Research details

Governance, forced migration and welfare

Author[s] Dwyer, Peter

Date 2005

Summary

Methodology


The paper discusses EU and UK policy and draws on research on meeting basic needs of forced migrants in Leeds that included interviews with 23 forced migrants and 11 key respondents involved in the delivery of welfare services.

Key issues


The paper explores the welfare of forced migrants at a supranational [European Union], national and local level. Member states are increasingly keen to deflect the problem of forced migration sideways on to other states. Many European states have looked to separate out and reduce the social rights of forced migrants. The welfare rights of certain forced migrants have been 'hollowed out'. Devolution of power to individual housing providers has led to variable and sometimes substandard provision. In the absence of state provision non-governmental organisations become key welfare providers. The welfare rights of forced migrants are subject to the dual process of separation and erosion.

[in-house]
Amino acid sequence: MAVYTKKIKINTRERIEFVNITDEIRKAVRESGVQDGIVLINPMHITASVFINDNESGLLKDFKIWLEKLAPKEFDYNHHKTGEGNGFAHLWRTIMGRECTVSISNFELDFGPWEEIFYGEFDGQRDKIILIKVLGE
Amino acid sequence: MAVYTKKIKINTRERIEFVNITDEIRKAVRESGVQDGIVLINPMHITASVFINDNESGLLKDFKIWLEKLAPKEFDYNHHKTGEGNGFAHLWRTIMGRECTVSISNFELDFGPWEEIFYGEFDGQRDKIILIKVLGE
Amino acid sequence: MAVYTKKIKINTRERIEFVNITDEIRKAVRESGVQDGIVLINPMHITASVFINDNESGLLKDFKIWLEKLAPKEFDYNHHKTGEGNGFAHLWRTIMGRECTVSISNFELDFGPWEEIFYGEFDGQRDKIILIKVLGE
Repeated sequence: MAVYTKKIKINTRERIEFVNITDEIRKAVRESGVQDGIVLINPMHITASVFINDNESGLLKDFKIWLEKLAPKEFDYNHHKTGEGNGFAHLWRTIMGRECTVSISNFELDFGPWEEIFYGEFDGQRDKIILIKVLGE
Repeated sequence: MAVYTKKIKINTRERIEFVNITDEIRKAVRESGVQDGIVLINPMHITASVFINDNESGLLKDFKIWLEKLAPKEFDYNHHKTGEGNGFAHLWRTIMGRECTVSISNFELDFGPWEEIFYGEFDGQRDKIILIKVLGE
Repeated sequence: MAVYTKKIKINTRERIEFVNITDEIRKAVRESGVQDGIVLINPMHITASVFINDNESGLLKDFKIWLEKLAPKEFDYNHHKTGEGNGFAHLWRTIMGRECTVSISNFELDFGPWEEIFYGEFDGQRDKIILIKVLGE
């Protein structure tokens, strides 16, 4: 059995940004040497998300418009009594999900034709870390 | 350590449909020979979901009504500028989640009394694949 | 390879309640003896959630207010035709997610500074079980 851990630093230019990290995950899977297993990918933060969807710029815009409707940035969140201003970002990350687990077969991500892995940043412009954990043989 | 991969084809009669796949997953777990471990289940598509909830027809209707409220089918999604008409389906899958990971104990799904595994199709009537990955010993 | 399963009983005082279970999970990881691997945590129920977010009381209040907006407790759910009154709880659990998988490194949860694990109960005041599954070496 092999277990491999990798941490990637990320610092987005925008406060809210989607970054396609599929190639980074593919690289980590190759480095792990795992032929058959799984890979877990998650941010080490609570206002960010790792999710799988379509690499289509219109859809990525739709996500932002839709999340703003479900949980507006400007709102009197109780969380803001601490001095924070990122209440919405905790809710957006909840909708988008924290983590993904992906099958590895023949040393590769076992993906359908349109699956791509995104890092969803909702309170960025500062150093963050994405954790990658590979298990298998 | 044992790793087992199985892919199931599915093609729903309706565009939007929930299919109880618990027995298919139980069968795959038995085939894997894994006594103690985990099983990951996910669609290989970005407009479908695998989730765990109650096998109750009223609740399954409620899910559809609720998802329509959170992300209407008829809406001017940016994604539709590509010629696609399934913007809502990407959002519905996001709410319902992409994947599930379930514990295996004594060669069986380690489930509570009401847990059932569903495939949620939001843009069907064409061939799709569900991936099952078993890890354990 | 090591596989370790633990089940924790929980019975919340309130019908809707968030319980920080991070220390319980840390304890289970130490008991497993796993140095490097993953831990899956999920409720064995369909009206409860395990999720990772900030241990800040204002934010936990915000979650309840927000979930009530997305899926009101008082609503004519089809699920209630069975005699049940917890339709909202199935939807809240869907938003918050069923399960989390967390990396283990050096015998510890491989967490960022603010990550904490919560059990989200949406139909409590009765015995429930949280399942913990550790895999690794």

Conclusions


Nation states have used supranational and localised networks of governance to deter the entry of unwanted forced migrants and, simultaneously, national governments have reduced or eradicated the welfare rights of forced migrants.

Further details

Resource type
journal article
Journal Social Policy and Administration
Volume
39, 6: 622-639





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